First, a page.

Wednesday, February 24, 2016

Our Willing Suspension of Disbelief By Gary North

More than any other writers, screenwriters can persuade us to suspend disbelief.
The story moves fast. The technology draws us into the story. We question almost nothing. We are manipulated. We pay money to be manipulated.
It’s entertainment, so we do not care. Hollywood has understood this, all the way back to D. W. Griffith’s Birth of a Nation (1915), a blockbuster movie promoting the memory of the original Ku Klux Klan. It led to the establishment of a new Klan before the end of 1915. This was the great expansion of the Klan in American history. Harry Truman joined it briefly. So did Harry Byrd. The power of movies to create public opinion is limited, but they can reinforce existing opinions.
For my students, I go through an exercise. I have them watch a movie. Then I provide a list of incongruities. I do not mean visual gaffes. The movie director hires people who are skilled at keeping anomalies in between scenes shot on different days from occurring. I am talking about built-in incongruities in the script. The writers allow them for the sake of persuading the audience.
My readers are more sophisticated than most. They can read an article and spot inconsistencies. But once anyone sits down in front of a movie screen, he suspends his judgment. He is vulnerable to propaganda. I want you to recognize this.
I have selected two examples. First, Mr. Smith Goes to Washington (1939), which was Jimmy Stewart’s breakthrough role. It was a feel-good movie to persuade us that reforming Washington in 1939 was not a lost cause when it was clearly a lost cause. Frank Capra used techniques to persuade viewers to suspend disbelief. For my analysis, click here. It won the Oscar for best writing, original story.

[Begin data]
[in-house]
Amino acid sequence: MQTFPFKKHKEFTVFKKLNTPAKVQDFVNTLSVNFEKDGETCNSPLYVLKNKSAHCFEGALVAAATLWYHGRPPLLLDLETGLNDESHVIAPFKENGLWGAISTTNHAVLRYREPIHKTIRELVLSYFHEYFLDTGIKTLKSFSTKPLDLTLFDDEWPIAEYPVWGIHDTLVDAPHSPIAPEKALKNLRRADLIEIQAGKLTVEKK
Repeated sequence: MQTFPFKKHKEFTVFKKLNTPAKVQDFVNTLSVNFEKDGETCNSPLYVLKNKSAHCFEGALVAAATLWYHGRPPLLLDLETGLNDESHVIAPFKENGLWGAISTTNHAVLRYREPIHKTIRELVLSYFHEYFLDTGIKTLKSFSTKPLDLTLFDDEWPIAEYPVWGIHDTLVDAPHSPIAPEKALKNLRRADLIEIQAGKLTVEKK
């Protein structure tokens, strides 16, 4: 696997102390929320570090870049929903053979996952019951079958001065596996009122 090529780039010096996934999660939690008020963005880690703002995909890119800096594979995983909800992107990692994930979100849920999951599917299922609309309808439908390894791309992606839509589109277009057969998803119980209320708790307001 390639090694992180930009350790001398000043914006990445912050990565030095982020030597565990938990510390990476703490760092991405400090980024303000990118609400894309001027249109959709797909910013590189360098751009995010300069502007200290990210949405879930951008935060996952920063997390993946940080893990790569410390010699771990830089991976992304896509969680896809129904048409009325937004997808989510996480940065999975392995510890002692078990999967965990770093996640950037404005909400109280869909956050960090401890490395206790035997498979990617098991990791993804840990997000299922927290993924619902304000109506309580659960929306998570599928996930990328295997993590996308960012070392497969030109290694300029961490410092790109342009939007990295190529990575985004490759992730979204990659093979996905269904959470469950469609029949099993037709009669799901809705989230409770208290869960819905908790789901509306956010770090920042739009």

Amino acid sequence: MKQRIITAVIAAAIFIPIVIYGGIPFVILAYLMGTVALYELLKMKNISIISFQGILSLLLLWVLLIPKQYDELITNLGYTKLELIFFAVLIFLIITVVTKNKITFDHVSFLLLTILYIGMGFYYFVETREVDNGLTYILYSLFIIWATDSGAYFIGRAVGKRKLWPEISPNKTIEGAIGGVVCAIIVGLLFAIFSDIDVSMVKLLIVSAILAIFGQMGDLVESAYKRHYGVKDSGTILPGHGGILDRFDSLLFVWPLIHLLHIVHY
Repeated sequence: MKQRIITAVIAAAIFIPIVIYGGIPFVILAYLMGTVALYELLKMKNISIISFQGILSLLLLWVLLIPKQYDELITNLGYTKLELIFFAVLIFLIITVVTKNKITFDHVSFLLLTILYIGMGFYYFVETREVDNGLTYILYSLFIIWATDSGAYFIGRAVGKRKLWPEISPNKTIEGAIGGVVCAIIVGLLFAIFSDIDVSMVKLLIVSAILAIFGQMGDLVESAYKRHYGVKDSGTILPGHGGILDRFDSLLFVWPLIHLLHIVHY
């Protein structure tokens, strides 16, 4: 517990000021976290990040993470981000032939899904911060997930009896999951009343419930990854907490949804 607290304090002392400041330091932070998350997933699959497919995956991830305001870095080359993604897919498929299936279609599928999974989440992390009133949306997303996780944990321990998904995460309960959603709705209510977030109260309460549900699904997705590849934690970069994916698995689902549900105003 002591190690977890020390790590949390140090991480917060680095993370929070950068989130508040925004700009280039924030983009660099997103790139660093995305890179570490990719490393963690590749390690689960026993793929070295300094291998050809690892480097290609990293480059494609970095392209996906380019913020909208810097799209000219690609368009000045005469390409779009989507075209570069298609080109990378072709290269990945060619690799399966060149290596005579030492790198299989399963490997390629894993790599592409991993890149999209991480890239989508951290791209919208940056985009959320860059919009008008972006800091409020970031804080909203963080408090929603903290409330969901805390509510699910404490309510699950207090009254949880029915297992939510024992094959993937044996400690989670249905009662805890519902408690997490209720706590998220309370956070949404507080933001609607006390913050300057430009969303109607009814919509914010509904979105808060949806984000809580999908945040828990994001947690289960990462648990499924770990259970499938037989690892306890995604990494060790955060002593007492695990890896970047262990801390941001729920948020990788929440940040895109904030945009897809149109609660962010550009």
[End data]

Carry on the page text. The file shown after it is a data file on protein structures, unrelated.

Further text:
My second example is Casablanca (1942). It is still a beloved movie. It was written just after Pearl Harbor. It was released after America’s invasion of Casablanca in November. This movie was a subtle attack on what the pro-war interventionists had labeled “isolationism.” Pearl Harbor marked the end of political resistance to the expansion of the military across the world. Sidney Greenstreet’s character Ferrari tells Rick, “Isolationism is no longer a practical policy.” Rick tells the corrupt police chief, “I stick my neck out for nobody,” to which he responds: “A wise foreign policy.” I have provided a list of 39 clear-cut improbabilities and outright impossibilities in the script. Download here. The screenplay won the Oscar. So did the movie: best picture.
One of the most respected movies in the history of film is Orson Welles’ Citizen Kane (1941). It is powerful in its use of imagery. We might even call it legendary in this regard. Its opening scene and closing scene are among the most famous in the history of the movies. Both of them are fake.
Read More: https://www.lewrockwell.com/2016/02/gary-north/movies-effective-propaganda/

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